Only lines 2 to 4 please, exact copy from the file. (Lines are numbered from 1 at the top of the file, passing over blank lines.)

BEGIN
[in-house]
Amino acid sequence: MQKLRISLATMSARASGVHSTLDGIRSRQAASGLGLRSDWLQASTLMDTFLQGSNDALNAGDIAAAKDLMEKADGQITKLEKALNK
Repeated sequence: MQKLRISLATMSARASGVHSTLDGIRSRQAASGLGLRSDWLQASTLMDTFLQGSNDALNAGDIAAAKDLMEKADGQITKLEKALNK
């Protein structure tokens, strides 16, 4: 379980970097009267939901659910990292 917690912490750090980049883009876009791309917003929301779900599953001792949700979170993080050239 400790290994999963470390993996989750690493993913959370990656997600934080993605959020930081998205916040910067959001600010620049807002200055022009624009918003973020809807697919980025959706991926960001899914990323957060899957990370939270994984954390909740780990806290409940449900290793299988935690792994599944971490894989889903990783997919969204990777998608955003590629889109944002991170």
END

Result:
Amino acid sequence: MQKLRISLATMSARASGVHSTLDGIRSRQAASGLGLRSDWLQASTLMDTFLQGSNDALNAGDIAAAKDLMEKADGQITKLEKALNK
Repeated sequence: MQKLRISLATMSARASGVHSTLDGIRSRQAASGLGLRSDWLQASTLMDTFLQGSNDALNAGDIAAAKDLMEKADGQITKLEKALNK
């Protein structure tokens, strides 16, 4: 379980970097009267939901659910990292 917690912490750090980049883009876009791309917003929301779900599953001792949700979170993080050239 400790290994999963470390993996989750690493993913959370990656997600934080993605959020930081998205916040910067959001600010620049807002200055022009624009918003973020809807697919980025959706991926960001899914990323957060899957990370939270994984954390909740780990806290409940449900290793299988935690792994599944971490894989889903990783997919969204990777998608955003590629889109944002991170």